Last week, the Honorable Judge Scott W. Skavdahl of the District Court for the District of Wyoming issued a preliminary injunction blocking the Bureau of Land Management’s rules governing hydraulic fracturing (“fracking”) on federal and tribal lands. As we previously reported, tribal, state, and industry filed lawsuits against the BLM’s new rules, and then moved for a preliminary injunction to block the rules from taking effect while the lawsuits are pending. The plaintiffs include the states Wyoming, Colorado, North Dakota, and Utah; industry groups the Independent Petroleum Association of America and the Western Energy Alliance; and the Ute Indian Tribe, which has a 4.5 million acre reservation in northeastern Utah.
In the underlying lawsuits, the states argued that Congress did not empower the BLM to regulate water resources or underground injection. They asserted that Congress gave exclusive authority to regulate underground injections to the EPA and the states by creating the Underground Injection Control Program (UICP). The states then noted that in the Energy Policy Act of 2005, Congress expressly exempted fracking from the UICP. Therefore, they argued that the exemption from the UICP was an expression of Congressional intent to prohibit all federal regulation of fracking-related underground injection.
Taking a different approach, the plaintiff industry groups argued that the rule-making process was legally deficient, and that the final rules lack factual or scientific support. Additionally, the groups claimed that the rules are ultimately unnecessary because they duplicate state standards. Meanwhile, the Ute Indian Tribe maintained that the BLM’s rule is not consistent with the federal government’s trust obligation to the tribe.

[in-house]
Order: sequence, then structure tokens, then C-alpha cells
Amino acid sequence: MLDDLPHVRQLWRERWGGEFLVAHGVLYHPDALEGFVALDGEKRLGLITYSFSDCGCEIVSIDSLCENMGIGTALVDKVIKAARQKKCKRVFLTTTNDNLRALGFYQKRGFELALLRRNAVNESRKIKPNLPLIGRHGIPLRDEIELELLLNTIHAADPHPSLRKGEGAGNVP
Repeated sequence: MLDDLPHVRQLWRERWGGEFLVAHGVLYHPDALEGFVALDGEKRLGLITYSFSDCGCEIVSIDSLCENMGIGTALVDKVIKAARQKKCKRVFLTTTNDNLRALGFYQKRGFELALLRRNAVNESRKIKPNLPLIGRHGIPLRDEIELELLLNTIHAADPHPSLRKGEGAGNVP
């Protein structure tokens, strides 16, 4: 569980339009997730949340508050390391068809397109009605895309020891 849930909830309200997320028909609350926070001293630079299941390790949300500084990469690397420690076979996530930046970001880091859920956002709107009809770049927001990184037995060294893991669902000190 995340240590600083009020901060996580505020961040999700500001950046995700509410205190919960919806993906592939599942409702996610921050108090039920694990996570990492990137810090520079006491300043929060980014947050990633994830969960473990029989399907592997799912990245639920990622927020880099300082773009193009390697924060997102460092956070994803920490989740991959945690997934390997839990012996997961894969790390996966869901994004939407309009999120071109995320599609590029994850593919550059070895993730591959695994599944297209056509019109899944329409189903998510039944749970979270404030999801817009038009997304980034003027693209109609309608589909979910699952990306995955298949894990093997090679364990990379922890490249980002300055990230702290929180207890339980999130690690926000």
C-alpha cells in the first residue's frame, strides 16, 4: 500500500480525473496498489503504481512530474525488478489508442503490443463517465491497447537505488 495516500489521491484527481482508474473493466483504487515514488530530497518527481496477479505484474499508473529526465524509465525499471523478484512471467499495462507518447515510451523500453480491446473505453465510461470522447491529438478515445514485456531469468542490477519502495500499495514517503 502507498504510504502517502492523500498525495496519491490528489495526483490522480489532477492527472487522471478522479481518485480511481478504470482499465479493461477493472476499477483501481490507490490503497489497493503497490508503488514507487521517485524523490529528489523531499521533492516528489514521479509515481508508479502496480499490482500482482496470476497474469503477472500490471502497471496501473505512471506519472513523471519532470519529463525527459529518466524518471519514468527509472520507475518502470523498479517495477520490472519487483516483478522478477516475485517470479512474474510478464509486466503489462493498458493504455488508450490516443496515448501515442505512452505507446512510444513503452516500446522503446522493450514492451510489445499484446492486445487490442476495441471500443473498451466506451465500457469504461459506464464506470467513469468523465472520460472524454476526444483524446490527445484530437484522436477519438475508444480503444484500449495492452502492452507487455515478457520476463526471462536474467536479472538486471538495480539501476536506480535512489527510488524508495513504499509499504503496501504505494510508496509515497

After briefing and oral argument on the preliminary injunction, the court found merit in the plaintiffs’ arguments, ruling that they were likely to succeed on the merits of their case in the underlying action. In particular, the judge emphasized that the agency lacks authority to promulgate the regulations, and the rules themselves lack necessary evidentiary support. Based on an extensive review of the governing statutes and regulations, Judge Skavdahl determined that Congress has “precluded federal agency authority to regulate hydraulic fracturing not involving the use of diesel fuels.” He observed that “[i]t seems the BLM is attempting to do an end-run around” the Energy Policy Act of 2005, and admonished that “regulation of an activity must be by Congressional authority, not administrative fiat.”
Further, the judge criticized the rules’ lack of scientific basis. He determined that the “BLM has neither substantiated the existence of a problem this rule is meant to address, identified a gap in existing regulations the final rule will fill, nor described how the final rule will achieve its stated objectives.” Judge Skavdahl noted that even if potential impacts “warrant further study,” speculation alone “cannot justify comprehensive rulemaking.”
Finally, the court agreed that the BLM had not met its obligation to consult with the Ute Tribe on a “government-to-government basis in accordance with its own policies and procedures” before formulating and issuing the rules. Although the agency held consultation meetings with tribal representatives that were akin to its outreach to the general public, Judge Skavdahl found that they fell short of the “extra, meaningful efforts to involve tribes in the decision making process” that the Department of the Interior requires.
Upon determining that the plaintiffs were likely to succeed on the merits of the underlying case, Judge Skavdahl found that absent a preliminary injunction, they were likely to suffer irreparable harm from the implementation of the BLM’s rules. According to his analysis, the rules would both infringe on the sovereign authority of the states and tribes, and cause economic losses to all the plaintiffs. He likewise found that the balance of equities favors the plaintiffs, and that an injunction is in the public interest. Based on all of these factors, he enjoined the BLM from enforcing its fracking rules while the underlying lawsuit is ongoing.
We will continue to follow this case as it develops.